Many beginners like to stop panning at this point and pick out all the pieces of gold (colors) with tweezers. This is one way of recovering the gold from your pan, but it is a pretty slow method.
Most prospectors who have been at it for awhile will pan down through the black sands as far as they feel that they can go without losing any gold. Then they check the pan for any colors by swirling it, and pick out any of the larger-sized flakes and nuggets to place them in a gold sample bottle. Then the remaining concentrates are poured into a small coffee can or bucket and allowed to accumulate there until the end of the day, or week, or whenever enough concentrates have been collected to make it worthwhile further process them. This is really the better method if you are interested in recovering more gold, because it allows you to get on with the job of panning and sampling without getting deeply involved with a pair of tweezers. Otherwise, you can end up spending 25% of your time panning and up to 75% of your time picking out small colors from the pan!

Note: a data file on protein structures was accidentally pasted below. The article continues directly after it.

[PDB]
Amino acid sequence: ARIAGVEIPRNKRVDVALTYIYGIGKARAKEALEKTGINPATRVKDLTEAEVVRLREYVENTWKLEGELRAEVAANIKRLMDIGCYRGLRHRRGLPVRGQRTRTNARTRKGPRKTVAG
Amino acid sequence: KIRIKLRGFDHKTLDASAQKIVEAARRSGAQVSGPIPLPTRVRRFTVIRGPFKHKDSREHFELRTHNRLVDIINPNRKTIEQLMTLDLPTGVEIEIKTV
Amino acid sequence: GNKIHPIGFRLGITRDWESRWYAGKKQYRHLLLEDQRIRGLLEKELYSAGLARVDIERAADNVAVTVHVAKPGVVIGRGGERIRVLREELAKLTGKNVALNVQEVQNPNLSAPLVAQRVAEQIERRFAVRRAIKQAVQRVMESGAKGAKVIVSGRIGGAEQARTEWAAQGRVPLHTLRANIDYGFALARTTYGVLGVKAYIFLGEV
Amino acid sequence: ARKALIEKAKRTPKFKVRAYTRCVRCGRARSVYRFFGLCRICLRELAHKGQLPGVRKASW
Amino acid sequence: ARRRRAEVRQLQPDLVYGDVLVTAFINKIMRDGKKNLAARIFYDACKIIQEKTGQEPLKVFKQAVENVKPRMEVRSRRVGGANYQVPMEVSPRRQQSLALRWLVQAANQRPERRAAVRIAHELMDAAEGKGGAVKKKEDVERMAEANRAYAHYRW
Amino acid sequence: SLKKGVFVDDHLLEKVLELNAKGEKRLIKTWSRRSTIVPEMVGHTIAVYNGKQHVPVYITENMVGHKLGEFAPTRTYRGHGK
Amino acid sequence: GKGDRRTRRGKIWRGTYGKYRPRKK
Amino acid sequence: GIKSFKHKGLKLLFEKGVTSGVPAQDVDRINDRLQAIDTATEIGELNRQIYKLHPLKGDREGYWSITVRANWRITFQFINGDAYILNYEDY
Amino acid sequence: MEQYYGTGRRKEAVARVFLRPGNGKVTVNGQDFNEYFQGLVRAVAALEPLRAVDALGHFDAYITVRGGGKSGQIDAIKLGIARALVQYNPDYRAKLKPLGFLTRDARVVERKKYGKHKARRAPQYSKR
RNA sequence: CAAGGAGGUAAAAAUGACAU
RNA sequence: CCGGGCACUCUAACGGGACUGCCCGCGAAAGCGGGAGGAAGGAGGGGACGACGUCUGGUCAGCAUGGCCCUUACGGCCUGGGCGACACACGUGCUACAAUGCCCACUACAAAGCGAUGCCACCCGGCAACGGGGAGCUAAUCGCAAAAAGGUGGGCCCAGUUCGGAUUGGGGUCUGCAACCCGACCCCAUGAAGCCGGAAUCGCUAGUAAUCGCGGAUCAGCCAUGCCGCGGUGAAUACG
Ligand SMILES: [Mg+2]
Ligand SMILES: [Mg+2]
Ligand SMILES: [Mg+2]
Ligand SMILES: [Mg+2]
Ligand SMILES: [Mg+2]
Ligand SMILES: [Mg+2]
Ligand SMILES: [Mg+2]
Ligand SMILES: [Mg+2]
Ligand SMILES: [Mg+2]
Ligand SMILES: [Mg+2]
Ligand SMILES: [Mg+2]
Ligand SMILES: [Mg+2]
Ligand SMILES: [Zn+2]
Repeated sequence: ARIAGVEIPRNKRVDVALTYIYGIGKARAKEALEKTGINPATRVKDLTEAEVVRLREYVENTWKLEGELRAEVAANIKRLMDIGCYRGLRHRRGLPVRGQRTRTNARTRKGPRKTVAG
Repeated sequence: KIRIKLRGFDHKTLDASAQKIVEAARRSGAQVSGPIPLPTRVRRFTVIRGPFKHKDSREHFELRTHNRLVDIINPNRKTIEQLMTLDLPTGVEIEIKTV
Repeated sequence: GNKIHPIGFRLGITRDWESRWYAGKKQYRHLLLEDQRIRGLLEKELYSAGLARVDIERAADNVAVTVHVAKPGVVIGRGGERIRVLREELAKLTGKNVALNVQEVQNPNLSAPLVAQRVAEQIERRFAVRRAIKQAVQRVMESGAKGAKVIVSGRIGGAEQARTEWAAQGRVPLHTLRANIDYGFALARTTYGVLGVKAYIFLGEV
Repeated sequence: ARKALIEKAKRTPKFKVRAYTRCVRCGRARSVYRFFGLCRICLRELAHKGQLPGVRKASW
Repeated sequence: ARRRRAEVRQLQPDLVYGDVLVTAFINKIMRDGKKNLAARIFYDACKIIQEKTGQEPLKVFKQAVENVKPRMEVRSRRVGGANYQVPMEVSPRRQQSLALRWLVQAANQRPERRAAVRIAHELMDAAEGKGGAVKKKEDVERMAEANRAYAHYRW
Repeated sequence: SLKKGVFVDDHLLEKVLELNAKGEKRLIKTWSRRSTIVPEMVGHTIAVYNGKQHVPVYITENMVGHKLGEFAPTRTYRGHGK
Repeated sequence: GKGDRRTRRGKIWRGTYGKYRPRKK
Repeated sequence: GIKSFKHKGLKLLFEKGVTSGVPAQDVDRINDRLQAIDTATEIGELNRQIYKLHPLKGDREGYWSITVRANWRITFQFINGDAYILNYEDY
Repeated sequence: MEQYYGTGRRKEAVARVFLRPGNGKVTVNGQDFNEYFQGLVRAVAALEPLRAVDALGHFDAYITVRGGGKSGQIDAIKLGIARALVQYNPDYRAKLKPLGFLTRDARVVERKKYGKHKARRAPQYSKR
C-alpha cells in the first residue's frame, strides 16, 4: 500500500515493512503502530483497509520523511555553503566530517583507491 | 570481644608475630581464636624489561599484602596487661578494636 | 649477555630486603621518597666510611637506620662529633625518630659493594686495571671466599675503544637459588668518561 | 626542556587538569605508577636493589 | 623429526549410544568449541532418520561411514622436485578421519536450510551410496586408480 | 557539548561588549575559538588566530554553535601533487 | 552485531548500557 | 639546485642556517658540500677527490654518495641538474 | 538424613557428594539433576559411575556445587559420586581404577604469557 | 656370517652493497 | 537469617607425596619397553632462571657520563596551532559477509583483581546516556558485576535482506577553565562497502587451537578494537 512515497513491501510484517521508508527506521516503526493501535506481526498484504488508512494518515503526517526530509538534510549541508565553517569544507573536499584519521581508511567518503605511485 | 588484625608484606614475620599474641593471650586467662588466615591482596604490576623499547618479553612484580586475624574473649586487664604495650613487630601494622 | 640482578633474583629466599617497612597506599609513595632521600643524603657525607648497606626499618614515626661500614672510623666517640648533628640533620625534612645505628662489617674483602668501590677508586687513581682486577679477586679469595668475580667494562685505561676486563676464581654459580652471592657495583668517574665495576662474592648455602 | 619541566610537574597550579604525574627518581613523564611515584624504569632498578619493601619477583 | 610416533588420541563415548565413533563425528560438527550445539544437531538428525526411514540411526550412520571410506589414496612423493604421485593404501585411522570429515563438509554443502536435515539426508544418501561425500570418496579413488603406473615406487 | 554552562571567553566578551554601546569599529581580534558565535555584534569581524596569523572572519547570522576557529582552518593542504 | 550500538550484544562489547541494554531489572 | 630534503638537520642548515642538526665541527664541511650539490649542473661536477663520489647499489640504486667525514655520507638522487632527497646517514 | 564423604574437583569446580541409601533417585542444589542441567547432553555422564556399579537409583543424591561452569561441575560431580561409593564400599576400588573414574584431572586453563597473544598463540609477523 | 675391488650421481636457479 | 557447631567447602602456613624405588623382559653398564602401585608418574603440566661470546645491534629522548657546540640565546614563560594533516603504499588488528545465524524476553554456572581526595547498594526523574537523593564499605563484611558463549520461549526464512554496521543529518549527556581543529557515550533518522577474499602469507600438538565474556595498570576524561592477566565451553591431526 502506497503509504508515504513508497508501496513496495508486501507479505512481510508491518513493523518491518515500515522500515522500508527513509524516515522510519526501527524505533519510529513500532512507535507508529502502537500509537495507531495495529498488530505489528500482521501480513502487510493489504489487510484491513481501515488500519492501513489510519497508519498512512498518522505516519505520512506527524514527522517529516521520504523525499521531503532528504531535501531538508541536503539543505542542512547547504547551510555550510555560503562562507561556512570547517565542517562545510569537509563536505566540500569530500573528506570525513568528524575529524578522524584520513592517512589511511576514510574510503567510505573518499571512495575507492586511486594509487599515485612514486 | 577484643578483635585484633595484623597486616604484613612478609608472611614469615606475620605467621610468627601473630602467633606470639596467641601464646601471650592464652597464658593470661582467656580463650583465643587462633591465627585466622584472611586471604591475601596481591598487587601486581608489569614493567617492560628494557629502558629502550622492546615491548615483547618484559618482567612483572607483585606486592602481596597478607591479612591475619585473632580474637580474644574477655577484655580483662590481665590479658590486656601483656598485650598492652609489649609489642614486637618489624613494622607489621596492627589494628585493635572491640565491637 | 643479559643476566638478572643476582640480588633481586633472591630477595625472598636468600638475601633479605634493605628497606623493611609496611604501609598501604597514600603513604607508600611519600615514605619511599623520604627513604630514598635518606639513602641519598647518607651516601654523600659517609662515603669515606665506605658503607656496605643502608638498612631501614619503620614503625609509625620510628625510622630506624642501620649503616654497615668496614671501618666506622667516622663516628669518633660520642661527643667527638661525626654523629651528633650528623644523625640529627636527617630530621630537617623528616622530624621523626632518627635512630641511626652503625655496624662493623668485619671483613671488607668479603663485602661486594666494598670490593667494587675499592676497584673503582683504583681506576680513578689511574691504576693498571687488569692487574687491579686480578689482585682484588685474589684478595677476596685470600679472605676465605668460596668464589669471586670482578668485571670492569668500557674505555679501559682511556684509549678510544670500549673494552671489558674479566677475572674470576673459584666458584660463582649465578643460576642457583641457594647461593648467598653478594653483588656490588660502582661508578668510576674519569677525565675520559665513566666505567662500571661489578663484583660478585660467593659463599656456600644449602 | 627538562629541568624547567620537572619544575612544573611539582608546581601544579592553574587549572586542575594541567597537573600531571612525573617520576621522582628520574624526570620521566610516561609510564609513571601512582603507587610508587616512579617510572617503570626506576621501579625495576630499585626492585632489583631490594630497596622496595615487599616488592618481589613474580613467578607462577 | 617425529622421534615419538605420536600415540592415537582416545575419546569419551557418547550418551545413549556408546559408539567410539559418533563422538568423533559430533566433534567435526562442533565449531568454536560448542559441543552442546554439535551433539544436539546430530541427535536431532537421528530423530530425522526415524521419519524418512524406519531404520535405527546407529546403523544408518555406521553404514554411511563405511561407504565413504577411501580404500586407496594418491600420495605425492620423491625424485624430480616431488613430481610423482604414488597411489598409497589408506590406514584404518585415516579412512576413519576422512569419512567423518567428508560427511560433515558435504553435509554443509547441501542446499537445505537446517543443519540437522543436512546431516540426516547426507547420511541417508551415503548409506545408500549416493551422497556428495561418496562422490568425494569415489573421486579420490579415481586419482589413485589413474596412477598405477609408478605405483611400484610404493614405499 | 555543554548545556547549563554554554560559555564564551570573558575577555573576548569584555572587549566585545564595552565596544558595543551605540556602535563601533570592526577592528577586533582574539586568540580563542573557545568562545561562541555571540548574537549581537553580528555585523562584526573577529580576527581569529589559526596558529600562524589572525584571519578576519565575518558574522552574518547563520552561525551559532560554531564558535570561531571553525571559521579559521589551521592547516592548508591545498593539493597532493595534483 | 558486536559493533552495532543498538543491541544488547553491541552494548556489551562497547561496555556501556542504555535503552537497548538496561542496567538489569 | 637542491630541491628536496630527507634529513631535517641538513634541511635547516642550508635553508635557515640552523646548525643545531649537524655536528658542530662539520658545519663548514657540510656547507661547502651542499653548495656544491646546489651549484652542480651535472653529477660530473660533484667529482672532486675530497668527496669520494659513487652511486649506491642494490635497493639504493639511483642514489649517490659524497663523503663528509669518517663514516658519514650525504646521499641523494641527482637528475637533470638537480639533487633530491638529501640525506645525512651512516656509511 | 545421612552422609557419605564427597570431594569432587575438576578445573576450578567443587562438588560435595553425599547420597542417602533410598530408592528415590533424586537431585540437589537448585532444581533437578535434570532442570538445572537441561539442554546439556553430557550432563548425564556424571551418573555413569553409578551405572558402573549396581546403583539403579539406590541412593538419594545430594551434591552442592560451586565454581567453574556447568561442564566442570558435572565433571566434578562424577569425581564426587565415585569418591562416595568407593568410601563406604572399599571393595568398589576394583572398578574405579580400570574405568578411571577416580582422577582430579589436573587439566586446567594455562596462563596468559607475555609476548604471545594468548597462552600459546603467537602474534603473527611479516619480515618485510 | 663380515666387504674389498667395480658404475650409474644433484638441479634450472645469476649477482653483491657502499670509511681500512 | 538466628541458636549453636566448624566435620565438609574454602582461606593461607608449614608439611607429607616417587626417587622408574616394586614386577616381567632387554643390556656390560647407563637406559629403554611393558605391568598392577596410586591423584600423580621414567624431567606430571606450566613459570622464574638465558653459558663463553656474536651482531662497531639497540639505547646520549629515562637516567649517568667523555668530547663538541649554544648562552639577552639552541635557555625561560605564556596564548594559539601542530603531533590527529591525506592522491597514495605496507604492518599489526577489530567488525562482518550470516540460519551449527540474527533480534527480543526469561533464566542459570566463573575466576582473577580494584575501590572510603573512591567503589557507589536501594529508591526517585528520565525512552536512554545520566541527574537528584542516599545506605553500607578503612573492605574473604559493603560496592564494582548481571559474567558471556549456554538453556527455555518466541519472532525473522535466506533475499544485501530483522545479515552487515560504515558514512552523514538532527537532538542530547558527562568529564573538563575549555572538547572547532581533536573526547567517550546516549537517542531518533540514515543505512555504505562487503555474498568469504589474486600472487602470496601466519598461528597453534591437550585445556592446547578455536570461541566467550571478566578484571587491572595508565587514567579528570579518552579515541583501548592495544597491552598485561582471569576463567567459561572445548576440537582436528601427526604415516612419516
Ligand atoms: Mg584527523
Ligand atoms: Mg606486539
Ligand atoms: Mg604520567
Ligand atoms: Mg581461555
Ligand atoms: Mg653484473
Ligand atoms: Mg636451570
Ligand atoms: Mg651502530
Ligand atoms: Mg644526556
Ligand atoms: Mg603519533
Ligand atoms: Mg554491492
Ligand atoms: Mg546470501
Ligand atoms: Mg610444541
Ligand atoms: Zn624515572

Panning Down All The Way To Gold
It is possible to pan all the way down to the gold-with no black sands, lead or other foreign materials remaining in the pan. This is often done among prospectors when cleaning up a set of concentrates which have been taken from the recovery system of a larger piece of equipment-like a sluice box or suction dredge.
Panning all the way down to gold is really not very difficult once you get the hang of it. It is just a matter of a little practice and being a bit more careful. When doing so, most prospectors prefer to use the smooth surface of the gold pan, rather than using the cheater riffles. The key is to run the concentrates through several sizes of classification screens and pan each size-fraction separately. Use of a smaller-sized pan (“finishing pan”) makes this process go easier.